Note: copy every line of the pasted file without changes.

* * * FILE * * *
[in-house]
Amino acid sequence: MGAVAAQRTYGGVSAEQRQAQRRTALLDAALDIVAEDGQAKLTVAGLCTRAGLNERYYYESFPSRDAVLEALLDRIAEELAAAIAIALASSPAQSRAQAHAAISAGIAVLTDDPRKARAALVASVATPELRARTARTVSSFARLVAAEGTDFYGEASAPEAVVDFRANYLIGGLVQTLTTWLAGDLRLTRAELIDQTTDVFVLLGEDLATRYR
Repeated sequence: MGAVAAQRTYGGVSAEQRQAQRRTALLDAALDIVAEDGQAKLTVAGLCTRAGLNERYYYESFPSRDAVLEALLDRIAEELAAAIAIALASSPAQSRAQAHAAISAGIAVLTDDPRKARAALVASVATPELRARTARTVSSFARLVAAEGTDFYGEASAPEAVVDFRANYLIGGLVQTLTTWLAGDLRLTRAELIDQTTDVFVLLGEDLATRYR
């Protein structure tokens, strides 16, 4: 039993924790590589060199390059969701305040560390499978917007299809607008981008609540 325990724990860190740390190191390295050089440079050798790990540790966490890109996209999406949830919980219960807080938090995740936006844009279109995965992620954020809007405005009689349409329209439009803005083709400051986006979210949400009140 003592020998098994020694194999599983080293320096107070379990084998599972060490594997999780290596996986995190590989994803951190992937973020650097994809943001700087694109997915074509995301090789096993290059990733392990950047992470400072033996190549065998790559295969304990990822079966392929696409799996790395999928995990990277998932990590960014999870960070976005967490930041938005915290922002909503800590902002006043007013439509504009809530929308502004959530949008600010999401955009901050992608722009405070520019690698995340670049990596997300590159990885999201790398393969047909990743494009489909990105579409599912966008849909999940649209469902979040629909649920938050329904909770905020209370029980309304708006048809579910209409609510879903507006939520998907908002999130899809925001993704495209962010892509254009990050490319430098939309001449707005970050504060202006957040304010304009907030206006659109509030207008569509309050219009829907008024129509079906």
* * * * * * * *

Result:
[in-house]
Amino acid sequence: MGAVAAQRTYGGVSAEQRQAQRRTALLDAALDIVAEDGQAKLTVAGLCTRAGLNERYYYESFPSRDAVLEALLDRIAEELAAAIAIALASSPAQSRAQAHAAISAGIAVLTDDPRKARAALVASVATPELRARTARTVSSFARLVAAEGTDFYGEASAPEAVVDFRANYLIGGLVQTLTTWLAGDLRLTRAELIDQTTDVFVLLGEDLATRYR
Repeated sequence: MGAVAAQRTYGGVSAEQRQAQRRTALLDAALDIVAEDGQAKLTVAGLCTRAGLNERYYYESFPSRDAVLEALLDRIAEELAAAIAIALASSPAQSRAQAHAAISAGIAVLTDDPRKARAALVASVATPELRARTARTVSSFARLVAAEGTDFYGEASAPEAVVDFRANYLIGGLVQTLTTWLAGDLRLTRAELIDQTTDVFVLLGEDLATRYR
């Protein structure tokens, strides 16, 4: 039993924790590589060199390059969701305040560390499978917007299809607008981008609540 325990724990860190740390190191390295050089440079050798790990540790966490890109996209999406949830919980219960807080938090995740936006844009279109995965992620954020809007405005009689349409329209439009803005083709400051986006979210949400009140 003592020998098994020694194999599983080293320096107070379990084998599972060490594997999780290596996986995190590989994803951190992937973020650097994809943001700087694109997915074509995301090789096993290059990733392990950047992470400072033996190549065998790559295969304990990822079966392929696409799996790395999928995990990277998932990590960014999870960070976005967490930041938005915290922002909503800590902002006043007013439509504009809530929308502004959530949008600010999401955009901050992608722009405070520019690698995340670049990596997300590159990885999201790398393969047909990743494009489909990105579409599912966008849909999940649209469902979040629909649920938050329904909770905020209370029980309304708006048809579910209409609510879903507006939520998907908002999130899809925001993704495209962010892509254009990050490319430098939309001449707005970050504060202006957040304010304009907030206006659109509030207008569509309050219009829907008024129509079906």